Hide your kids, hide your wife, hide your grow op. Drones are flying across American skies and there's nothing we can do about it. The head of a drone company especially doesn't care about your privacy concerns because you don't have anything to hide, right?
Douglas MacDonald is the director of special operations and president of a North Dakota chapter of Unmanned Applications Institute International, a company that trains people how to fly and operate drones, and he really doesn't care about your privacy.
"If you're concerned about it, maybe there's a reason we should be flying over you, right?" is a question MacDonald proposed (rhetorically) to the Star Tribune's Mark Brunswick. "But as soon as you lose your kid, get your car stolen or have marijuana growing out at your lake place that's not yours, you'd probably want one of those flying overhead." Drones are becoming more and more common on domestic soil, and they're being used mostly for surveillance. The most common ones aren't big and gray like the ones the Army use, but instead resemble model airplanes.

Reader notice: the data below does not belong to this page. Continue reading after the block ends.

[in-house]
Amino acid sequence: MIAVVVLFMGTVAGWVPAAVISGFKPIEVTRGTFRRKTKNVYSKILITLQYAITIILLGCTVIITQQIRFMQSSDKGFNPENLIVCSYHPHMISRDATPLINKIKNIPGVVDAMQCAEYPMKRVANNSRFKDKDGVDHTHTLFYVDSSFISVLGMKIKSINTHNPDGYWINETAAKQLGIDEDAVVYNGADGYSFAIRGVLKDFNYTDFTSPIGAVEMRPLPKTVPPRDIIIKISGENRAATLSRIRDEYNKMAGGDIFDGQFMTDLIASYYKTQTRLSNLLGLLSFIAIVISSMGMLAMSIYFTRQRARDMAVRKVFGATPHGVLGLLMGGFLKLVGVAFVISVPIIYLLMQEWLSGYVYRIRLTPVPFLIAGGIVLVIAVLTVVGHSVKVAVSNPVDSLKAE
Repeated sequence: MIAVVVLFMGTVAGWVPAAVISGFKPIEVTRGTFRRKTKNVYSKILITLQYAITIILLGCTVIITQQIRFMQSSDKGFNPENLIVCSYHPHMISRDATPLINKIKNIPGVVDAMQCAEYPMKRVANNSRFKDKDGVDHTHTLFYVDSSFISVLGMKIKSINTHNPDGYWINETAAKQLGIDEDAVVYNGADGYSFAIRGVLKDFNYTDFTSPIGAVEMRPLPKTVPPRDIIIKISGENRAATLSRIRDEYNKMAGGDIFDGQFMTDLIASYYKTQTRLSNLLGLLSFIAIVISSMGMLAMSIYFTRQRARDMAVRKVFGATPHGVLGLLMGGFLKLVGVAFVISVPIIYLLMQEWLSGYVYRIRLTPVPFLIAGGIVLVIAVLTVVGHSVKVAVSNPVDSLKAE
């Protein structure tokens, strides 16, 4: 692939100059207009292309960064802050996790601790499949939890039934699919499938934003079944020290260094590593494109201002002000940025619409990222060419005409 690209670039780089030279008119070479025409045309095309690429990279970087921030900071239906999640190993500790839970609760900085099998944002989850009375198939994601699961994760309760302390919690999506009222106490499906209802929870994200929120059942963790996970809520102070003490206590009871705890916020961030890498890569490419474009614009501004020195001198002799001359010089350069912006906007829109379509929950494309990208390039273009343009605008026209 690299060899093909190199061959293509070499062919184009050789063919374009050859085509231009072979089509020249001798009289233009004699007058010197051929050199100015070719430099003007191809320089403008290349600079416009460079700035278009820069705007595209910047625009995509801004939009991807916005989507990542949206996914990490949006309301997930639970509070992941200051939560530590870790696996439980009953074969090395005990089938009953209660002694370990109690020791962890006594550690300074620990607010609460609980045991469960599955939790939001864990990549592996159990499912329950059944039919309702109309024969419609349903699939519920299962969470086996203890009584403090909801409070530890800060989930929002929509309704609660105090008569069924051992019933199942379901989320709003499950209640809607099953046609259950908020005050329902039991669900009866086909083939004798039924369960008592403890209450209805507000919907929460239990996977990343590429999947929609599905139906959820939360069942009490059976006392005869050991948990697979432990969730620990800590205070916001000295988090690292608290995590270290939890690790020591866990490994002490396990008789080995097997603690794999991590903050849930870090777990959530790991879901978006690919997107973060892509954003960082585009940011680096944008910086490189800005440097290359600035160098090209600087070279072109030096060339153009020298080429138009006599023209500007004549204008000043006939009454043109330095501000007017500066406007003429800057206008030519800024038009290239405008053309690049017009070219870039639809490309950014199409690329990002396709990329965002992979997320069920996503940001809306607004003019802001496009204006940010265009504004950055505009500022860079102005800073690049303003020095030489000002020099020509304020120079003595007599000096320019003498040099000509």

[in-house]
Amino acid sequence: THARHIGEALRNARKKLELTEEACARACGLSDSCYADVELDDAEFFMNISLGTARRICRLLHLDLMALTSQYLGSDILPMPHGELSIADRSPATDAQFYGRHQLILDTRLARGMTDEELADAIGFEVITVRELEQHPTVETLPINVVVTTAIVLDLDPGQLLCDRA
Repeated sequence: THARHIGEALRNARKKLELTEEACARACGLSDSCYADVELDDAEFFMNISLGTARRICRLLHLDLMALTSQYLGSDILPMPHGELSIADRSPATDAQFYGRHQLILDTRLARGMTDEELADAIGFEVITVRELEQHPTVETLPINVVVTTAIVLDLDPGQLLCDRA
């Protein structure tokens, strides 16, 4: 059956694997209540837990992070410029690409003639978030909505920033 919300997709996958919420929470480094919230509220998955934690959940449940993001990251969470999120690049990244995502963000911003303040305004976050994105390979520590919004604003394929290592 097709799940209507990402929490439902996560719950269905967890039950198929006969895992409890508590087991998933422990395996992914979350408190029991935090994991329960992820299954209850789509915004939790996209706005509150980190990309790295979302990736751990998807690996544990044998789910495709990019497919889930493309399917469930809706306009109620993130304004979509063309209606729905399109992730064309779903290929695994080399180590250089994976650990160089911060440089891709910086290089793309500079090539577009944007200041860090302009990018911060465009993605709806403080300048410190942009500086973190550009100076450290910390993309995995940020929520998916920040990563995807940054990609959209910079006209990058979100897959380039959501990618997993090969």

If you'd like a full list of organizations that are legally allowed to operate drones in the U.S., you can go here. The story in which MacDonald gave that delightful quote is about the rise of drone use in North Dakota. The University of North Dakota was the first to offer a degree in piloting drones, and one was used recently to assist police in the arrest of a man who was in a 16 hour standoff. No one knows what role the drone played in the arrest, but a judge is expected to rule in a few days whether or not police were right to use the plane without a warrant.
This article is from the archive of our partner The Wire.
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